EghtesadOnline: Forecasting the future of the oil market is crucial, especially for countries where oil export is the lifeblood of the economy and budgets are constructed, deconstructed and reconstructed depending on crude price and production.
The significance of how much the black gold fetches in the international market is more important for a sanctions-hit economy like Iran where oil production is set to decline in fiscal 2019-20.
An analysis in the Persian-language economic newspaper Donya-e-Eqtesad (a sister publication of Financial Tribune) says in the best case scenario oil revenue will fall by 25% in next year's budget.
Future crude oil prices are heavily influenced by geopolitics and global economic growth as well as the views of Iran oil’s importers after the US re-sanctioned Iran in November, according to Financial Tribune.
All things considered plus the uncertainties surrounding oil production and consumption, the Majlis Research Center, in a recent report estimates that Brent crude will be cheaper in 2019 than 2018.
The influential think tank, however, admits that making accurate predictions is not possible due to several unforeseen developments such as the possibility of sharp cuts by OPEC (and non-OPEC) countries.
Global crude prices fell steeply between 2014 and 2016 only to rise mildly in 2017. The average price of Brent fluctuated between $26-55 in 2016 and climbed to $44-64 in 2017 -- up 23.8%.
The upward trend continued in 2018 reaching $72.97 in the first ten months of 2018 -- up 34.7% compared with the average in 2017.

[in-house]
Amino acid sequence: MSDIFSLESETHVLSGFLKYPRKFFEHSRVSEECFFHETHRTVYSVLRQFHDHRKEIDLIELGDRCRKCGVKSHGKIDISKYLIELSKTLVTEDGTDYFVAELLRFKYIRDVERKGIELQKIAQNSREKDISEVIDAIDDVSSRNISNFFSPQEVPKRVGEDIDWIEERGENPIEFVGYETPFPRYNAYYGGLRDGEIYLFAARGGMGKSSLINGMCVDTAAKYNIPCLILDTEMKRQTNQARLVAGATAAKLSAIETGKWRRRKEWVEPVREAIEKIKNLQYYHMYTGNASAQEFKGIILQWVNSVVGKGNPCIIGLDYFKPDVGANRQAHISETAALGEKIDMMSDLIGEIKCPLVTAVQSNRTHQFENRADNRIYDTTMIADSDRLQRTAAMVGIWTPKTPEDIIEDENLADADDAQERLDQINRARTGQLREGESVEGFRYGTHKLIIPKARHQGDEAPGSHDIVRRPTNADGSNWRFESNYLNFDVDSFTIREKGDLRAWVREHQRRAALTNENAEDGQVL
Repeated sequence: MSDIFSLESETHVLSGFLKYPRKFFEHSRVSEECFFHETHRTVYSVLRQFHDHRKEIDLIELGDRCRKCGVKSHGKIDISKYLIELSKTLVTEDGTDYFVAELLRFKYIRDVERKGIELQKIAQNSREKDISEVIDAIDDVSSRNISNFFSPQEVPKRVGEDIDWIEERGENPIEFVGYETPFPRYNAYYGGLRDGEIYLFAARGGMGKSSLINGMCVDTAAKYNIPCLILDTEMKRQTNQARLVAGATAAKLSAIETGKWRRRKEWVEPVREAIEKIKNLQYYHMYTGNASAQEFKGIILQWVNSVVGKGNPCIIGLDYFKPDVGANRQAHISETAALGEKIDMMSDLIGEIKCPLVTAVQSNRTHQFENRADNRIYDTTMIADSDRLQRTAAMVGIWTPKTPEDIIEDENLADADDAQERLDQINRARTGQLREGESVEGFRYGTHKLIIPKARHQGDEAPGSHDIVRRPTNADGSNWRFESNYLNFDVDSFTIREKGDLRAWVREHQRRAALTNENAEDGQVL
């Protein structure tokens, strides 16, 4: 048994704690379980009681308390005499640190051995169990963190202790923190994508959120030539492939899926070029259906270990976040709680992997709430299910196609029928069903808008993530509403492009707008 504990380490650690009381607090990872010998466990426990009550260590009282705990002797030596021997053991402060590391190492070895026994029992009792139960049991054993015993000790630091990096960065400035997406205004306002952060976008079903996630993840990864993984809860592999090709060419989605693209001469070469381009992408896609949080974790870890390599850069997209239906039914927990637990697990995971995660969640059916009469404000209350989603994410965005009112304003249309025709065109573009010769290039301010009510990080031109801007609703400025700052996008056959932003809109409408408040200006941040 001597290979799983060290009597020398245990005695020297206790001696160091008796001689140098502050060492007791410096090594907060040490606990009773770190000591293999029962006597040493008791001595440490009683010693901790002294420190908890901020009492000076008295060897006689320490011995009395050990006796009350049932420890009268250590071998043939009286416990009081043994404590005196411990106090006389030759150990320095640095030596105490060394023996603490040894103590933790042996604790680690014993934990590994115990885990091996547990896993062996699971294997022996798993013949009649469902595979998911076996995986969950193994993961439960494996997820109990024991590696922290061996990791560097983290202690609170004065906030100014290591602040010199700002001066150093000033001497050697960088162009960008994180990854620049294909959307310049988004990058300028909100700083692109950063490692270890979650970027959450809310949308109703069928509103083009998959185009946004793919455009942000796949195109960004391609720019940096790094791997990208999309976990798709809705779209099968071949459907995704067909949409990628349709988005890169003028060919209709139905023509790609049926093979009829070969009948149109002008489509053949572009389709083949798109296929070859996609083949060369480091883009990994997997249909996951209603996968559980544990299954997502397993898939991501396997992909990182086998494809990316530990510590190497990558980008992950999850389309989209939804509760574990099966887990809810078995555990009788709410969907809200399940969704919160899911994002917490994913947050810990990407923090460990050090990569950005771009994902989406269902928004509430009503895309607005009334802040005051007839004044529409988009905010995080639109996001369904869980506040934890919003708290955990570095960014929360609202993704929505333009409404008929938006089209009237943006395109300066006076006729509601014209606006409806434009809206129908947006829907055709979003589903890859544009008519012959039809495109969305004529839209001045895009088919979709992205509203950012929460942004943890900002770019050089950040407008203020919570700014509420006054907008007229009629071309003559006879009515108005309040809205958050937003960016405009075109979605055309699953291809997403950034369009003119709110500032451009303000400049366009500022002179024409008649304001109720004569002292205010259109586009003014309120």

MRC appraises global economic growth forecasts and what could be the price of oil in 2019 by international organizations and reflects on possible scenarios for the oil market as 2018 comes to a close.
The International Monetary Fund has said that global economic growth will be in the region of 3.7%. The same was said about 2016 and 2017. This is while OPEC has predicted global growth for 2019 to be 3.6%, 0.1% lower compared to 2017.
Additionally, the Organization for Economic Cooperation and Development says global economic growth in 2018 will reach 3.7% and be the same for 2019.
Supply and Demand Mechanism
OPEC forecasts about oil demand and supply show that due to non-OPEC contribution (USA, Canada, Brazil, Russia, and Kazakhstan) to the supply of crude oil in the market, supply will be higher than demand creating a market glut in 2019.
OPEC predicts that the market will face 1 million barrel of excess supply and the srplus will be 1.3, 1.1, 0.6, 1.1 for the first, second, third, and fourth quarters of 2019, respectively.
The International Energy Agency predicts that demand for OPEC crude will decrease from 32 million barrels in 2018 to 31.6 million barrels next year.
Similarly, the US Energy Information Administration predicts that the oil market will face an average 300,000 barrels oversupply per day.
The above numbers indicate that if supply remains unchanged next year and prices decline further, OPEC members should rethink their production levels and prepare for new cuts.
The excess supply of crude in the global market gave US some leverage and helped President Donald Trump to mount pressure on Iranian oil customers to cut imports looking at the possible bigger picture, MRC predicts that Brent would average $62-68 in 2019.
Caption: The Majlis Research Center, in a recent report estimates that Brent crude will be cheaper in 2019 than 2018.